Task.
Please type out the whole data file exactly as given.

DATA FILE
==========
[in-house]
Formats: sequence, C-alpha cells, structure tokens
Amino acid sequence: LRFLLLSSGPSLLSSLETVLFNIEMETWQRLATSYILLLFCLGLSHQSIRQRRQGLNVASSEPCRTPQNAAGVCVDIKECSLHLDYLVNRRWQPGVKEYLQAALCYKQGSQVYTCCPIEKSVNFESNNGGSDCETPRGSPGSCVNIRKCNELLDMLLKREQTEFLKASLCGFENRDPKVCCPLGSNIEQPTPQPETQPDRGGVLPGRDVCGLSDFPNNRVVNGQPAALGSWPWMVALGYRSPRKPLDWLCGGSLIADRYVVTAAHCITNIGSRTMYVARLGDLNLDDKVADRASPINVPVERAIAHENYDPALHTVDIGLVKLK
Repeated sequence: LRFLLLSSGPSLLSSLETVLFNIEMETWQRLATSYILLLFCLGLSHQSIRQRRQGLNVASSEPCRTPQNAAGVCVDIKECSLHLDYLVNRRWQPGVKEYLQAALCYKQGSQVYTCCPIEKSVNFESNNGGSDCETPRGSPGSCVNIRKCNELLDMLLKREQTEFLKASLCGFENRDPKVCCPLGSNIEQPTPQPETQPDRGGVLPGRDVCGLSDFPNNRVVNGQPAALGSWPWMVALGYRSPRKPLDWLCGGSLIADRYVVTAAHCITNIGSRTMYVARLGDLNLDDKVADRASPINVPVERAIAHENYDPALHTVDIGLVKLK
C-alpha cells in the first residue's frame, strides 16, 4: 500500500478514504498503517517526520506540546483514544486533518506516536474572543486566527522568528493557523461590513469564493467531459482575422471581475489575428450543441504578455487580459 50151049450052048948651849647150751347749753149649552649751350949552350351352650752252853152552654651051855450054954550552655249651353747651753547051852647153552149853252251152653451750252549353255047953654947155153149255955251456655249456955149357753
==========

[in-house]
Formats: sequence, C-alpha cells, structure tokens
Amino acid sequence: LRFLLLSSGPSLLSSLETVLFNIEMETWQRLATSYILLLFCLGLSHQSIRQRRQGLNVASSEPCRTPQNAAGVCVDIKECSLHLDYLVNRRWQPGVKEYLQAALCYKQGSQVYTCCPIEKSVNFESNNGGSDCETPRGSPGSCVNIRKCNELLDMLLKREQTEFLKASLCGFENRDPKVCCPLGSNIEQPTPQPETQPDRGGVLPGRDVCGLSDFPNNRVVNGQPAALGSWPWMVALGYRSPRKPLDWLCGGSLIADRYVVTAAHCITNIGSRTMYVARLGDLNLDDKVADRASPINVPVERAIAHENYDPALHTVDIGLVKLK
Repeated sequence: LRFLLLSSGPSLLSSLETVLFNIEMETWQRLATSYILLLFCLGLSHQSIRQRRQGLNVASSEPCRTPQNAAGVCVDIKECSLHLDYLVNRRWQPGVKEYLQAALCYKQGSQVYTCCPIEKSVNFESNNGGSDCETPRGSPGSCVNIRKCNELLDMLLKREQTEFLKASLCGFENRDPKVCCPLGSNIEQPTPQPETQPDRGGVLPGRDVCGLSDFPNNRVVNGQPAALGSWPWMVALGYRSPRKPLDWLCGGSLIADRYVVTAAHCITNIGSRTMYVARLGDLNLDDKVADRASPINVPVERAIAHENYDPALHTVDIGLVKLK
C-alpha cells in the first residue's frame, strides 16, 4: 500500500478514504498503517517526520506540546483514544486533518506516536474572543486566527522568528493557523461590513469564493467531459482575422471581475489575428450543441504578455487580459 50151049450052048948651849647150751347749753149649552649751350949552350351352650752252853152552654651051855450054954550552655249651353747651753547051852647153552149853252251152653451750252549353255047953654947155153149255955251456655249456955149357753